Toss Ups in Several Montana Statewide Races
Public Policy Polling's new poll of the Montana Governor's race finds some momentum for Republican Rick Hill over the last month.
Public Policy Polling's new poll of the Montana governor's race finds some momentum
for Republican Rick Hill over the last month. He now holds the slightest of leads over Attorney General Steve Bullock, 43-42. He had trailed 44-39 a month ago. Libertarian Ron Vandevender
and independent Bill Coate are each polling at 4 percent.
Bullock remains a good deal more popular personally than Hill with 44 percent of voters rating
him positively to 28 percent with a negative opinion. Hill's favorability has improved a net 3
points over the last month but that still leaves him under water at a 37/41 spread. The
movement in this race over the last few weeks probably has more to do with the
deterioration for Democrats in the state overall following Barack Obama's poor debate
performance than anything to do with the candidates themselves.
Closeness is the name of the game in several of the other Montana statewide races as
well. Democratic Superintendent of Public Instruction Denise Juneau leads Republican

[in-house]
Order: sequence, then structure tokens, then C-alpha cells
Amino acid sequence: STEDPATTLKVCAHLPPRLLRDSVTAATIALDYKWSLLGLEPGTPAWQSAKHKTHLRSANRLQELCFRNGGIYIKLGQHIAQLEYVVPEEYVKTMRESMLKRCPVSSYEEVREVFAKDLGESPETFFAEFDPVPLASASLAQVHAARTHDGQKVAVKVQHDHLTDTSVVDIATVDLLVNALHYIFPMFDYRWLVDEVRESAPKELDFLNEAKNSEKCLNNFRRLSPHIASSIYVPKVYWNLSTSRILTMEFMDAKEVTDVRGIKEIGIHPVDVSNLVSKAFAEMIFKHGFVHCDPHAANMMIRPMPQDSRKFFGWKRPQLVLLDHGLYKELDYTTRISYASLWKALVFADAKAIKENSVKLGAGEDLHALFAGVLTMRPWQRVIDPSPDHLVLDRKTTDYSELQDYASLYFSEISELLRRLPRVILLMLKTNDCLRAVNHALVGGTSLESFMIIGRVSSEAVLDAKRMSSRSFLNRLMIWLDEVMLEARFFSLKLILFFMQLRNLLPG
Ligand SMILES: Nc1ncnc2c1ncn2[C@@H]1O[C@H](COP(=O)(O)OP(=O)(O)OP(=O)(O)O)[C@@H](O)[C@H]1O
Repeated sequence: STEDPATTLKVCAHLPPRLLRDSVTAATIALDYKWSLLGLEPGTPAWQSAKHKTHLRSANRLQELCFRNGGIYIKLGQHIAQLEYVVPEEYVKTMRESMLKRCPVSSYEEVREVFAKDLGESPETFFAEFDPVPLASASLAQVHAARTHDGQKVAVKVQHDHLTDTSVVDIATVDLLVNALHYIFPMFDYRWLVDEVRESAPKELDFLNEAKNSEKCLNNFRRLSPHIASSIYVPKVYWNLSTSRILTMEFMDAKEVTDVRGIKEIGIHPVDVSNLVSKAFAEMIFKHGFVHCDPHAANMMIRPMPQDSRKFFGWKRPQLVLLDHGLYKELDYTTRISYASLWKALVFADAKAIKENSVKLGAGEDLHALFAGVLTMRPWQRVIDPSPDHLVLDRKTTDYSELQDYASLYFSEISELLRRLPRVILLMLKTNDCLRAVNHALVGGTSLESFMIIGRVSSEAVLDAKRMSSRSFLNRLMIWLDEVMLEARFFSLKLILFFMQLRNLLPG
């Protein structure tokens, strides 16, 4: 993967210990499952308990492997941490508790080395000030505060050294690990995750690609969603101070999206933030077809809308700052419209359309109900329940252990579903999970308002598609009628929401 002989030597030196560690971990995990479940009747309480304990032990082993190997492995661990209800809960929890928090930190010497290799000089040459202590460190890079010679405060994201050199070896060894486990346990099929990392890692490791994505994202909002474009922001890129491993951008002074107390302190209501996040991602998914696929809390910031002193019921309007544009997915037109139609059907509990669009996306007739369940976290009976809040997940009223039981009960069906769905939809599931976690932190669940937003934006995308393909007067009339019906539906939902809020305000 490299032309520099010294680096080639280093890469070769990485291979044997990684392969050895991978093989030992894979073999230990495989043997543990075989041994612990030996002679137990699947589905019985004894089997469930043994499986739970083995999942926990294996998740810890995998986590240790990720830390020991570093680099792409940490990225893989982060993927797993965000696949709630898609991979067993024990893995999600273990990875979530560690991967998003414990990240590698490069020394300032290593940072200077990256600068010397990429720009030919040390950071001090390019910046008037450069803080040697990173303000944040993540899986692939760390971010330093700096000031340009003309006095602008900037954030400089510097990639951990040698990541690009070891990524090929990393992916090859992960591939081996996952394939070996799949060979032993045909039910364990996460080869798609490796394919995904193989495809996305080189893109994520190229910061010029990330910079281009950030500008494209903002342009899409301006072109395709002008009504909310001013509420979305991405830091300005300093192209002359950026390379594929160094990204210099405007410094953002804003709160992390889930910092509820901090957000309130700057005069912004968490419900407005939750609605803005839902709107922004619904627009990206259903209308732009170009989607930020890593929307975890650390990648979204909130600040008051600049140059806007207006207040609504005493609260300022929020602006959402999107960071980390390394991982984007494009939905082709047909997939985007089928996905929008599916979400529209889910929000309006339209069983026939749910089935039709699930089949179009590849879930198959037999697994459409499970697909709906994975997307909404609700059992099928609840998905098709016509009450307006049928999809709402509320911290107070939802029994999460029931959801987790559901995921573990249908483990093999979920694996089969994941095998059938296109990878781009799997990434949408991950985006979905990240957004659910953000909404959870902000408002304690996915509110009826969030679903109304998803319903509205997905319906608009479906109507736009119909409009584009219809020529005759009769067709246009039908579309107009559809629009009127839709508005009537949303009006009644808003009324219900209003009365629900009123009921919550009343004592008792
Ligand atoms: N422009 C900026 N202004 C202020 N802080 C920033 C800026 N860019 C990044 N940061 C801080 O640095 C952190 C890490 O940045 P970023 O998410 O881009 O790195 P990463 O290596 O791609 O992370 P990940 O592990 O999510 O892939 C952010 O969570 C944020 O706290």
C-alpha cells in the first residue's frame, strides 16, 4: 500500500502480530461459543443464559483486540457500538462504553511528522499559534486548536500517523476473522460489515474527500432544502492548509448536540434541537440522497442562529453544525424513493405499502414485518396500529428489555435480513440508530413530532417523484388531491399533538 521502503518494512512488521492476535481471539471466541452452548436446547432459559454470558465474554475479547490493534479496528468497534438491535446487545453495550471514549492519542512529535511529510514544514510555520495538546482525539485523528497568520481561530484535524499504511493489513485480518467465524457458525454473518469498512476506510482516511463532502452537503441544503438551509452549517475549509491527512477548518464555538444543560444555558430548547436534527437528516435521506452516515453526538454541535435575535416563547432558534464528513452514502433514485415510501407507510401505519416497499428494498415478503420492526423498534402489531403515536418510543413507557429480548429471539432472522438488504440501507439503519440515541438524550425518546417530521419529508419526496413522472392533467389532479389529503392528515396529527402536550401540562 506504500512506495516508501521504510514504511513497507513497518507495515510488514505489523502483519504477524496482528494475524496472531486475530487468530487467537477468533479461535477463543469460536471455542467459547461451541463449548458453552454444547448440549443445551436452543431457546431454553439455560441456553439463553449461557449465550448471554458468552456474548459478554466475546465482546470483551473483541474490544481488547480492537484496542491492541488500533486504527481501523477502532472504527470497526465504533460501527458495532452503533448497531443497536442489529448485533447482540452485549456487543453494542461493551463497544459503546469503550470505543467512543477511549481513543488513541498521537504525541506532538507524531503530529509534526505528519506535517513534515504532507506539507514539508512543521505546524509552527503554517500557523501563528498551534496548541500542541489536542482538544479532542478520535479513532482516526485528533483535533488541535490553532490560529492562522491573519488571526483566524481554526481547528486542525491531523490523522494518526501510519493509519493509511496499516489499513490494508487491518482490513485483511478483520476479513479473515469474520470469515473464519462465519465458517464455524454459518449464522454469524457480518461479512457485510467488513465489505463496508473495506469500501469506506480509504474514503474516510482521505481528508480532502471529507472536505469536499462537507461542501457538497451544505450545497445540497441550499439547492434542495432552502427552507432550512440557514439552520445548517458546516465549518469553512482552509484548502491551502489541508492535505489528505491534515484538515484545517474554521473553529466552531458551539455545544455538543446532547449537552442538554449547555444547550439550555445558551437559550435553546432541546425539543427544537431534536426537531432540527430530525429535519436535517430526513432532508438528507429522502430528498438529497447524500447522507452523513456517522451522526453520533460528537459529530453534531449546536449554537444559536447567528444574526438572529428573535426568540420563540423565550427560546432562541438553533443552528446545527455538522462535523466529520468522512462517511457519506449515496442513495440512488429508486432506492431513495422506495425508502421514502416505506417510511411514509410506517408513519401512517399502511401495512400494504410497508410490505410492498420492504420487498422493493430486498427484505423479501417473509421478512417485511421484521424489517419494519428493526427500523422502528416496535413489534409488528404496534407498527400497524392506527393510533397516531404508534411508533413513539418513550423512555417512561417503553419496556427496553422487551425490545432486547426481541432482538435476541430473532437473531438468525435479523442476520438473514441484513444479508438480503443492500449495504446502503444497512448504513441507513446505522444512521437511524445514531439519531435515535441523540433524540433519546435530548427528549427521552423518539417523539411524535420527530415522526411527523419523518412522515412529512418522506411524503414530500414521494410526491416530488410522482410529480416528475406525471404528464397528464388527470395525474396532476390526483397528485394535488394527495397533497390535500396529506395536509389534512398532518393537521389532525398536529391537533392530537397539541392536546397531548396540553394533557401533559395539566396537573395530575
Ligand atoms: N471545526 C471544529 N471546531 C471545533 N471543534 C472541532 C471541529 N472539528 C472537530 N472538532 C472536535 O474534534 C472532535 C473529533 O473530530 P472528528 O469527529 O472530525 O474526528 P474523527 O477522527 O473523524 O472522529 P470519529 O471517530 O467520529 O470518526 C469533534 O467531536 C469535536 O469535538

challenger Sandy Welch just 41-40. It's a similar story in the Secretary of State contest
where Democrat Linda McCulloch is at 42 percent to 41 percent for Republican Brad Johnson and
8 percent for Libertarian Roger Roots.
There are two other races where there's a pretty clear leader right now. Republican Tim
Fox has a 45-35 lead over Pam Bucy in the open seat race for Attorney General. And
Democratic incumbent Monica Lindeen leads Republican challenger Derek Skees 44-37
for reelection as Auditor.
Montana's "corporations are not people" amendment continues to lead for passage. 52 percent of
voters say they will support it to 22 percent who are opposed. Democrats (71/12) and
independents (59/17) overwhelmingly support it, while Republicans (28/35) are slightly
Brian Schweitzer has his usual solid approval numbers this month with 54 percent of voters
approving of him to 36 percent who disapprove.
PPP surveyed 737 likely Montana voters from October 8th to 10th. The margin of error
for the survey is +/-3.6 percent This poll was not paid for or authorized by any campaign or
political organization. PPP surveys are conducted through automated telephone interviews.
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